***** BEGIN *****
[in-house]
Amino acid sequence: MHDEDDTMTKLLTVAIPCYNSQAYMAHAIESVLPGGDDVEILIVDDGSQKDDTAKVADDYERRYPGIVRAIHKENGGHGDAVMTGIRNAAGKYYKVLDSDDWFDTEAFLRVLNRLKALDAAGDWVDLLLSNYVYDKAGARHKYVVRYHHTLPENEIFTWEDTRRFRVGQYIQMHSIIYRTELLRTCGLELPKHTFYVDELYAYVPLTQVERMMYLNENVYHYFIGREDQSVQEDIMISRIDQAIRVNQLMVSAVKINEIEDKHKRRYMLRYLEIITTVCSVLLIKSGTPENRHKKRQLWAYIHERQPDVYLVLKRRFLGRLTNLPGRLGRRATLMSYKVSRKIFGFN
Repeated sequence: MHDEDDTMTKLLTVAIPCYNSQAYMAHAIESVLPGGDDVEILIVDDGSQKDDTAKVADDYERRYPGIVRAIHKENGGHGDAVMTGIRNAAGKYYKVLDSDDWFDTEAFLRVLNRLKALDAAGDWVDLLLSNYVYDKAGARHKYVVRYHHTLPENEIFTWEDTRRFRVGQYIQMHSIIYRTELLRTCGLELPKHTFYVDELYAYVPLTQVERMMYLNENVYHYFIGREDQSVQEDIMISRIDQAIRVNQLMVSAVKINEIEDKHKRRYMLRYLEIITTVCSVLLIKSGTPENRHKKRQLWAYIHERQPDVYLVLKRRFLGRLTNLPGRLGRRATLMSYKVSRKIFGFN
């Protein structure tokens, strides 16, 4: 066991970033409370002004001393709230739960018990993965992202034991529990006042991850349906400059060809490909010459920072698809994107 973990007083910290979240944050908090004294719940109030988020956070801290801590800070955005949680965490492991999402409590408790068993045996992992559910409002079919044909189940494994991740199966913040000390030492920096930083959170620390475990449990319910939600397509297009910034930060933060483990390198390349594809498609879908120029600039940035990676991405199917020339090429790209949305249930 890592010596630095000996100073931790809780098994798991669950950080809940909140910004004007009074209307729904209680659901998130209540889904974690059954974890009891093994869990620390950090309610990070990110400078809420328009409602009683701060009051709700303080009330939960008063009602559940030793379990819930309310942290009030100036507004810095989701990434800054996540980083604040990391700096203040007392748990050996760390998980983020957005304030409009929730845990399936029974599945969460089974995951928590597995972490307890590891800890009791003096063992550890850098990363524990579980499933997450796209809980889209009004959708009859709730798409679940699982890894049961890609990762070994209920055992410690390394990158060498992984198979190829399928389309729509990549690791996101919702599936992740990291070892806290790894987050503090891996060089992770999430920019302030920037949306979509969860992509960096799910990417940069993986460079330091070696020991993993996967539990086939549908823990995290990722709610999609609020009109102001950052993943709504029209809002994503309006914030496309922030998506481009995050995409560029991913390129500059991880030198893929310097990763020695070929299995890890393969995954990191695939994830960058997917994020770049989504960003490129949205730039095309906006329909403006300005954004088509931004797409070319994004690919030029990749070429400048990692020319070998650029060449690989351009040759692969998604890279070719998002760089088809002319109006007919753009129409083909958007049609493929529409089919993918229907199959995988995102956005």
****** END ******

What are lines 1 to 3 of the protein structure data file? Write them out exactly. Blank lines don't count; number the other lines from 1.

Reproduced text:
[in-house]
Amino acid sequence: MHDEDDTMTKLLTVAIPCYNSQAYMAHAIESVLPGGDDVEILIVDDGSQKDDTAKVADDYERRYPGIVRAIHKENGGHGDAVMTGIRNAAGKYYKVLDSDDWFDTEAFLRVLNRLKALDAAGDWVDLLLSNYVYDKAGARHKYVVRYHHTLPENEIFTWEDTRRFRVGQYIQMHSIIYRTELLRTCGLELPKHTFYVDELYAYVPLTQVERMMYLNENVYHYFIGREDQSVQEDIMISRIDQAIRVNQLMVSAVKINEIEDKHKRRYMLRYLEIITTVCSVLLIKSGTPENRHKKRQLWAYIHERQPDVYLVLKRRFLGRLTNLPGRLGRRATLMSYKVSRKIFGFN
Repeated sequence: MHDEDDTMTKLLTVAIPCYNSQAYMAHAIESVLPGGDDVEILIVDDGSQKDDTAKVADDYERRYPGIVRAIHKENGGHGDAVMTGIRNAAGKYYKVLDSDDWFDTEAFLRVLNRLKALDAAGDWVDLLLSNYVYDKAGARHKYVVRYHHTLPENEIFTWEDTRRFRVGQYIQMHSIIYRTELLRTCGLELPKHTFYVDELYAYVPLTQVERMMYLNENVYHYFIGREDQSVQEDIMISRIDQAIRVNQLMVSAVKINEIEDKHKRRYMLRYLEIITTVCSVLLIKSGTPENRHKKRQLWAYIHERQPDVYLVLKRRFLGRLTNLPGRLGRRATLMSYKVSRKIFGFN